Monthly Archives: August 2013

The State Of Chase

A slight introduction:  I thought about calling this blog “What’s Next?“.  I also thought about calling this blog “Hey! The Light At the End Of the Tunnel Isn’t A Freight Train!” I ultimately settled on “The State Of Chase,” as we look to cover both the present and the future in this post.  If you have any questions, please don’t hesitate to ask!  Message us, or post questions in the comments – we are always happy to answer.

A year ago this month, we knew so little of malignant spread, the low percentage of survivors and the collateral damages of surgeries, radiation and the cancer itself.  Now, we are a year older and wiser (I hope) in this cancer path.  We know where we’ve been, but where are we going?  Where is Chase now in his treatment plan, and what is still ahead for him?  This subject is a mixture of speculation and fact, and will likely come out looking like Jell-O I tried to nail to a wall (i.e. there is still much we don’t know, but here are a few things we’re reasonably sure are ahead for him)…

Chase is well over halfway done with his 54-week protocol.  He has about 3 chemo cycles left.  Each chemo cycle is approximately 3 weeks apart, but the ability to start the next cycle is dependent on a Chase’s recovery from the previous cycle… hence, our one-year protocol* is likely to last about a year-and-a-half.  Our highly-uneducated guess is that, should Chase stay on schedule, he will finish towards the end of the fall, hopefully by Thanksgiving**.  What a great day that will be!

*protocol: the fancy word they use for a specific chemo schedule of treatment (which drugs the patient takes on x-numbered weeks for x-numbered months/years)

**I cringe over putting a potential end date in writing because it’s a lot like posting when a baby is due.  There is such a small chance things will actually happen on/by that exact date.  So please, please don’t quote me as fact on this!

It will most likely take some weeks (if not months) for his immune system to recover to the point where he can sustainably feed himself (instead of the 14-hour IV nutrition bag he currently gets every day).  This is the unknown bit: how long will it take his body to recover from over a year of aggressive cancer-killing?  We have no idea, but we can tell from small things we observe even now that this will not happen overnight.  I do know that he will need to undergo speech therapy, occupational therapy and physical therapy.  He will also need to keep up with his ENT regarding his hearing (or lack thereof) with the possibility of hearing aids, and he will also begin working with endocrinologists (to deal with some other effects of treatment).  He will continue to have full brain and spine MRIs every three months, keeping up with his neuro-oncology team, have yearly ECHOs to check his heart, and some other minor things that will have him visiting the hospital.  As I recite this list, my idea of “back to normal” grows more dim and more silly all the time.  And over all of this is the shadow…

The shadow of relapse.  What if the cancer comes back?

ATRT is vicious and is known to come back, and even if, by a miracle, his ATRT doesn’t relapse, Chase is still at higher risk for secondary cancers because of his treatment.  The tasks and appointments are endless, and the possibilities are choking.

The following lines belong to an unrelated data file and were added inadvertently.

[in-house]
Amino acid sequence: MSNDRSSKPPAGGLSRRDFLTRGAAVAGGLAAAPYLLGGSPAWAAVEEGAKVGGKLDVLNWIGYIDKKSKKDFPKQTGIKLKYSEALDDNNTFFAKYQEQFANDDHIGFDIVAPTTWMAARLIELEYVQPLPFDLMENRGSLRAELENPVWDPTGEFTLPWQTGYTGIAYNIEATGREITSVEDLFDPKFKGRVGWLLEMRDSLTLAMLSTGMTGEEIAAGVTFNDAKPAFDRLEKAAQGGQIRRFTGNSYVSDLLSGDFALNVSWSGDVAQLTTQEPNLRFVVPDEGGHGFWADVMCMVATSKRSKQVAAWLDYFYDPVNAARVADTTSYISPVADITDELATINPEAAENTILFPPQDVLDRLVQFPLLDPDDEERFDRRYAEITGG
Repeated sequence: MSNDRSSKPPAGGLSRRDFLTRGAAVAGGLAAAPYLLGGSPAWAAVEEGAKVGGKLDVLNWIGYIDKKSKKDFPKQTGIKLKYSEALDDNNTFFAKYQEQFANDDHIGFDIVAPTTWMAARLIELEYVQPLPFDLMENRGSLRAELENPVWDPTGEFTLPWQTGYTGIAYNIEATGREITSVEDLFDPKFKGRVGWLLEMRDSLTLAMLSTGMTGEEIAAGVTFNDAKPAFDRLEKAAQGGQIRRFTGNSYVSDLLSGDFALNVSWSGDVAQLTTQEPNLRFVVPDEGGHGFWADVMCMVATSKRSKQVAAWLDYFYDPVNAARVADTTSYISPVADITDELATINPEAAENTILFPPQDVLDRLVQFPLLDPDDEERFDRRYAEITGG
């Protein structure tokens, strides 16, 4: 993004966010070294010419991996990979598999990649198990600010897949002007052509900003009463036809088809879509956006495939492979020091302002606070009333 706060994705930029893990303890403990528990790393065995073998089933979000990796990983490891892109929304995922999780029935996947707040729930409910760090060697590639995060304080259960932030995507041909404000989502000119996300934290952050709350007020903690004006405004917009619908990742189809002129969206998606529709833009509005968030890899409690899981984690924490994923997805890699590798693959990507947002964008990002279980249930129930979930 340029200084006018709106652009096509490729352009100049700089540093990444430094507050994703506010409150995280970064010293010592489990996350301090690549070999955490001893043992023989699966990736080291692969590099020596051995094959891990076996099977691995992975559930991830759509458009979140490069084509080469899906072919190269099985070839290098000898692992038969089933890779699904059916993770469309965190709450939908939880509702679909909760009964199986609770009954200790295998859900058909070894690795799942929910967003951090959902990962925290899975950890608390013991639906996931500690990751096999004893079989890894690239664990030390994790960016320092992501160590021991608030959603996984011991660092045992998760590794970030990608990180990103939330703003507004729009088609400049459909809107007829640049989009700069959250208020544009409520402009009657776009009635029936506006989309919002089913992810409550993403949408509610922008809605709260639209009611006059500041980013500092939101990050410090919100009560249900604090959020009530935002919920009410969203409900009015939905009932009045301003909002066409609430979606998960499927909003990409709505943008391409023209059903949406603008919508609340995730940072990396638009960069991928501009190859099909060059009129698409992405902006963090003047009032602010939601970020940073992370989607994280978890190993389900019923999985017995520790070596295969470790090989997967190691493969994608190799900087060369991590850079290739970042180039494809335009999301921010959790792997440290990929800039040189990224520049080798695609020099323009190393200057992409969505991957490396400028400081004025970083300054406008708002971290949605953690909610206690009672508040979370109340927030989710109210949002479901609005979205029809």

Why pursue or continue in this treatment when it’s so harsh?  Because Bob and I have complete peace in following our doctors’ recommendations for Chase in this.  Because, with a cancer where survival is often measured in days and months, Chase has been here a full year.  Because of his current state.

So, what is Chase’s state?

The truth is that in this moment, he is great.  He’s a statistic-defying, bald miracle who (as I mentioned at the beginning) is sleeping soundly in the other room.  This is why I sign every post “moment by moment“–because the cancer journey is a path riddled with crippling “what-ifs” and the worst-case scenario is often the norm.  Tomorrow, and the day after, and the next treatment, and the next round will come in their own time, but in this moment, the state of Chase is a state of grace in which he informs me: “Mom!  Everything is under control!” It’s a state in which he screams over blood draws one minute, and teases with residents on rounds in the next.  It’s a state in which he sees doctors almost every week, but spends the large part of his clinic time running up and down the clinic hall flirting with nurses.  It’s a state in which he informed me on the way into surgery that I should not be worried for him because he will be brave.

Chase amazes us at every turn, and in this moment, God has ordained joyous (yes, I said it was filled with joy) life for him.  So we will prayerfully take these other things in stride as they come to us, all the while begging God for the continued perspective that this is just a season of life, but our true joy and is found in Him who promised that one day none of this cancer pain will exist ever again.

Moment by moment.

“He will wipe away every tear from their eyes, and death shall be no more, neither shall there be mourning, nor crying, nor pain anymore, for the former things have passed away. And he who was seated on the throne said ‘Behold, I am making all things new.’ Also he said, ‘Write this down, for these words are trustworthy and true.” Revelations 21:4-5

Chase with surgical nurse Jen in pre-op for his second line procedure in a week.

Chase with surgical nurse Jen in pre-op for his second line procedure in a week.